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Mind the Gap With Mindfulness


Everything is temporary. You, me, we, are only here for a brief moment in time.

I am reminded of our temporary existence when I read about tragedies such as the shooting that ended the lives of eight people in Atlanta. Paul Andre Michels, Hyun Jung Grant, Yong A. Yue, Delaina Yaun, Suncha Kim, Xiaoije Tan, Daoyou Feng, and Soon Chung Park lost their lives because authorities believe someone had "a bad day." It amazes me how quickly an agenda for dismissing the increase in anti-Asian hate crimes is evolving.

We must do better as a society to find value in human lives. New enforceable laws and policies are critical to protecting vulnerable populations. We know the lives of Black, Asian, Latinx matters, but somehow our thoughts remain unable to influence enough action.

As I wrote this piece, I learned about the murders in Colorado and the increases in children detainees at the US-Mexico border. Living outside the US and witnessing the challenges that plague where I grew up, is bizarre. I find myself questioning how the violence and inhumane policies of my home country became "normal."

Do you ever wonder if we have convinced ourselves that life on this planet is worthless?

In the course De-mystifying Mindfulness that I finished this month, we explored the concept of non-attachment. Non-attachment involves acknowledging experiences and maintaining perspective. Simply put, non-attachment is living by the saying, “don’t sweat the small stuff!”

In theory, it is easy to understand the principles behind non-attachment. In practice, it is difficult to avoid sweating the small stuff.

We know the importance of understanding that everything is relative and appreciating the moment. It’s also challenging to fully wrap our minds around the fact that everything we are and do is not permanent. This life is all that we know.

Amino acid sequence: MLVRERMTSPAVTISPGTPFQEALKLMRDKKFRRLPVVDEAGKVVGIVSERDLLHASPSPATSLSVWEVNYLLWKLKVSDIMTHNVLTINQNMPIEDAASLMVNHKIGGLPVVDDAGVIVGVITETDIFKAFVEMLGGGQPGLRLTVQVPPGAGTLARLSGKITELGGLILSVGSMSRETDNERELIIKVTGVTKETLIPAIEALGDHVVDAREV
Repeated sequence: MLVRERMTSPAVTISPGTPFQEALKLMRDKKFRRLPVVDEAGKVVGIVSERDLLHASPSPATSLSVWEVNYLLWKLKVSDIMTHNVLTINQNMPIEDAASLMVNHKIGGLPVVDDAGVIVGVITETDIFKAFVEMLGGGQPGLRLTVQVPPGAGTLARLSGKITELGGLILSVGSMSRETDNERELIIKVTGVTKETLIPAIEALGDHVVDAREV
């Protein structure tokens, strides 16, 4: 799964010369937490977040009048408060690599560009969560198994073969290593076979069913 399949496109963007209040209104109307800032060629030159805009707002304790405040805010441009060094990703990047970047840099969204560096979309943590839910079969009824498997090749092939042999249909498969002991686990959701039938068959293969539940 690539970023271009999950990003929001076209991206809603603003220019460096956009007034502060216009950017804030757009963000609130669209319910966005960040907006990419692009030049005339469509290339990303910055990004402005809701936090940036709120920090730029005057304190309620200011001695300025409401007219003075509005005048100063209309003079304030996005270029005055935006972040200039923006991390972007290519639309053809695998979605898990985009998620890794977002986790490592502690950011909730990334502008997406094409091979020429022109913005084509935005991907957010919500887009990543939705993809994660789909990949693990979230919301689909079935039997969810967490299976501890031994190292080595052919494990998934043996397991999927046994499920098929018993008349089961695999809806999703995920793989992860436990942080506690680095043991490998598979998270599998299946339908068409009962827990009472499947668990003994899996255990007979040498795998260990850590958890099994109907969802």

Religious leaders, motivational speakers, and spiritual gurus insist that we "keep the faith" and limit negative thoughts.

I've also shared the importance of having positive thoughts and strong faith during challenging moments on this platform. Let me admit again that I have problems like anyone else.

Tomorrow's concerns haunt my nightmares and linger during my daydreams.

Everything feels like life or death when you are going through a difficult season. Some of us will look to drugs, alcohol, or other risky behaviors to cope with stress. Others will figure out how to pay attention and buy gratitude.

Think about it.

How can you do a better job of paying attention during the moment to experience more gratitude for this day? Limit distractions such as social media notifications and invest in time alone.

I tell my students and coaching clients that self-care is a viable remedy to meet many of life’s challenges. Praying, meditating, exercising, practicing yoga, and journaling are self-care options that can help you strengthen your attention span and manage tough times.

I’m not offering this advice to you from an outsider’s perspective. The header pic is from a surreal moment captured during a hike with my boys.

My self-care practices help ease my challenges with anxieties and uncertainties. My fears feed my food choices, exercise routines, and writing habits. Mental and physical illnesses run in my family.

Increasing our ability to be more mindful can direct how we use our limited time on Earth.

In December, my family lost our 100-year-old grandmother. During February, I created a tribute video honoring her life and followed up this month with an episode sharing some additional footage from the funeral services.

See the video here:


The killings in the States, US-Mexico border challenges, exploring the theory of non-attachment, and my grandmother’s passing forced me to reevaluate priorities in March. I worked on doing a better job of savoring the small moments. On the days I felt less inspired to conquer the day’s tasks, I thought about my legacy and discovered the energy to push through the obstacles of inertia.

Has anything led you to reassess how you spend your time recently? Leave a comment, share this post with a friend, and let’s continue this conversation.


Oh, snap, you made it all the way to end!

That's what's up!

Would you like to read more of my writings? Right now, buy my latest book released in March, Dear Brother: 82 Powerful Poems to Guide Your Journey to Healthy Black Masculinity.


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